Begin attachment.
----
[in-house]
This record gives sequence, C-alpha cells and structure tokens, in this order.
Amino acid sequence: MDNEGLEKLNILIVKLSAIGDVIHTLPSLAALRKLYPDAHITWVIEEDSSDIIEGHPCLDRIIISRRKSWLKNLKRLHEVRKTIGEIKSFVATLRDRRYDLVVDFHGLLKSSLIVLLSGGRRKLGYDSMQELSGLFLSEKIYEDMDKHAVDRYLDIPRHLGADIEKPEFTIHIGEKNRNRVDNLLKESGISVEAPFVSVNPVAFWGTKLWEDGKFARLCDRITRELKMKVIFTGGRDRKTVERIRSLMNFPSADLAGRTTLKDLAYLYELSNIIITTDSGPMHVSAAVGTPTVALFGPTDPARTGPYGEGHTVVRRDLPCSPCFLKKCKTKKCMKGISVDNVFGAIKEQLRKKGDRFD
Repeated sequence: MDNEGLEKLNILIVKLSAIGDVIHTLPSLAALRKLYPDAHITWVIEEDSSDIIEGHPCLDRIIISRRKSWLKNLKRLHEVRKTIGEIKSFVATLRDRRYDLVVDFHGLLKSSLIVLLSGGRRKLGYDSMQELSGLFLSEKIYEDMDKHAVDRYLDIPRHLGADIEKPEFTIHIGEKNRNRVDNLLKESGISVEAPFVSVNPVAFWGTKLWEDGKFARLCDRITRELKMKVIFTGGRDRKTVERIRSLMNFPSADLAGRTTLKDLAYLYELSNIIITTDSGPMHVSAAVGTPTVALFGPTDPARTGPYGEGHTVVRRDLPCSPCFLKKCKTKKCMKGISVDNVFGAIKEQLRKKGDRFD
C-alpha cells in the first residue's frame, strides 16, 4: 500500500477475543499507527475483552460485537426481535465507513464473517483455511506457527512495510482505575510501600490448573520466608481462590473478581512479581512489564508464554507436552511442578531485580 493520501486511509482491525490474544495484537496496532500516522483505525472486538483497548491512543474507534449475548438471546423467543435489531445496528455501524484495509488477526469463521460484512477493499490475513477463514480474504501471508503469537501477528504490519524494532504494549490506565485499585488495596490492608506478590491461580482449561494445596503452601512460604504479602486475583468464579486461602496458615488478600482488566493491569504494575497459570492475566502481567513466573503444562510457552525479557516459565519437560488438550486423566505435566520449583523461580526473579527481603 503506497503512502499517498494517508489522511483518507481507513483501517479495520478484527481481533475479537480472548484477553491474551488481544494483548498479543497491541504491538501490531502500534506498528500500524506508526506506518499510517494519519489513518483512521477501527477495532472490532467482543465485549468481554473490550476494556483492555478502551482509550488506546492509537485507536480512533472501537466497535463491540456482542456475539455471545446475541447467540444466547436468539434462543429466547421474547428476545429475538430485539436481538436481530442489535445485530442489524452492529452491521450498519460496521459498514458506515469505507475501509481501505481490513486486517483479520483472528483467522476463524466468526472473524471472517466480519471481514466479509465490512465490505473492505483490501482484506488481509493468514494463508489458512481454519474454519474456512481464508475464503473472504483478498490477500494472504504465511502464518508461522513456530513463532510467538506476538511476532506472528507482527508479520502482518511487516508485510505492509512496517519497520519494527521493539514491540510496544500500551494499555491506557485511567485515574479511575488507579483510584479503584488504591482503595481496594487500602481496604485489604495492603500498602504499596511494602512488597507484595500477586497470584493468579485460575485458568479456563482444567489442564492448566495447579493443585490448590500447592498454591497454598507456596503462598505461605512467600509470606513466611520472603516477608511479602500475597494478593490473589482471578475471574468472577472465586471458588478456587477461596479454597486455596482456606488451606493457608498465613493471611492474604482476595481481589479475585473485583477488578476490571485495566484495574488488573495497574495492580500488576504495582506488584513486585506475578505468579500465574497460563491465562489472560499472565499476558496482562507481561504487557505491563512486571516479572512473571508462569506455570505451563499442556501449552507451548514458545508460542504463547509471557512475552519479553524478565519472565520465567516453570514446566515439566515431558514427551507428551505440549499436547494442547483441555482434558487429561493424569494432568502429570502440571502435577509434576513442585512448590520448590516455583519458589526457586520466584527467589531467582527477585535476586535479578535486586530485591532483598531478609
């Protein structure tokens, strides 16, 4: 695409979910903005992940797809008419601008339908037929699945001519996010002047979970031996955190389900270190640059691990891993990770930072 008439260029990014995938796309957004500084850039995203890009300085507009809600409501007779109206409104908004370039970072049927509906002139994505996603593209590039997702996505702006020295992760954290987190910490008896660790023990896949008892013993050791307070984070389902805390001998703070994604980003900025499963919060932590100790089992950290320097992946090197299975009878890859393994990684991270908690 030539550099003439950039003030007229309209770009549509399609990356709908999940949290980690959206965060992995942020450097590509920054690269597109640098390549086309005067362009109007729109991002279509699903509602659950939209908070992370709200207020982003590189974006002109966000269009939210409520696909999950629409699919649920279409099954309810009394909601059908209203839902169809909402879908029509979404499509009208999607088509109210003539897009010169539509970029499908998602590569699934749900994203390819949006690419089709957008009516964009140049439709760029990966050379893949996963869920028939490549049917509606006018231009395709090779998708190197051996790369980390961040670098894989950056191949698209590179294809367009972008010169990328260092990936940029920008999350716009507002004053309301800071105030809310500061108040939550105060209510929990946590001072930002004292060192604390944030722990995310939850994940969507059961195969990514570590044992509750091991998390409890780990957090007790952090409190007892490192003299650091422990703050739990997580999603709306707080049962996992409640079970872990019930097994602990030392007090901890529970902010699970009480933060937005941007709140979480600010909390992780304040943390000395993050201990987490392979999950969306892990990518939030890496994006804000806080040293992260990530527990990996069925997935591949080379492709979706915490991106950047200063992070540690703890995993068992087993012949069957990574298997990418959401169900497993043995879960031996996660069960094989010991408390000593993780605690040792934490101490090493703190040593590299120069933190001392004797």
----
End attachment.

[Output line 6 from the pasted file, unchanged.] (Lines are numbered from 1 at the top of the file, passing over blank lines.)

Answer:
């Protein structure tokens, strides 16, 4: 695409979910903005992940797809008419601008339908037929699945001519996010002047979970031996955190389900270190640059691990891993990770930072 008439260029990014995938796309957004500084850039995203890009300085507009809600409501007779109206409104908004370039970072049927509906002139994505996603593209590039997702996505702006020295992760954290987190910490008896660790023990896949008892013993050791307070984070389902805390001998703070994604980003900025499963919060932590100790089992950290320097992946090197299975009878890859393994990684991270908690 030539550099003439950039003030007229309209770009549509399609990356709908999940949290980690959206965060992995942020450097590509920054690269597109640098390549086309005067362009109007729109991002279509699903509602659950939209908070992370709200207020982003590189974006002109966000269009939210409520696909999950629409699919649920279409099954309810009394909601059908209203839902169809909402879908029509979404499509009208999607088509109210003539897009010169539509970029499908998602590569699934749900994203390819949006690419089709957008009516964009140049439709760029990966050379893949996963869920028939490549049917509606006018231009395709090779998708190197051996790369980390961040670098894989950056191949698209590179294809367009972008010169990328260092990936940029920008999350716009507002004053309301800071105030809310500061108040939550105060209510929990946590001072930002004292060192604390944030722990995310939850994940969507059961195969990514570590044992509750091991998390409890780990957090007790952090409190007892490192003299650091422990703050739990997580999603709306707080049962996992409640079970872990019930097994602990030392007090901890529970902010699970009480933060937005941007709140979480600010909390992780304040943390000395993050201990987490392979999950969306892990990518939030890496994006804000806080040293992260990530527990990996069925997935591949080379492709979706915490991106950047200063992070540690703890995993068992087993012949069957990574298997990418959401169900497993043995879960031996996660069960094989010991408390000593993780605690040792934490101490090493703190040593590299120069933190001392004797």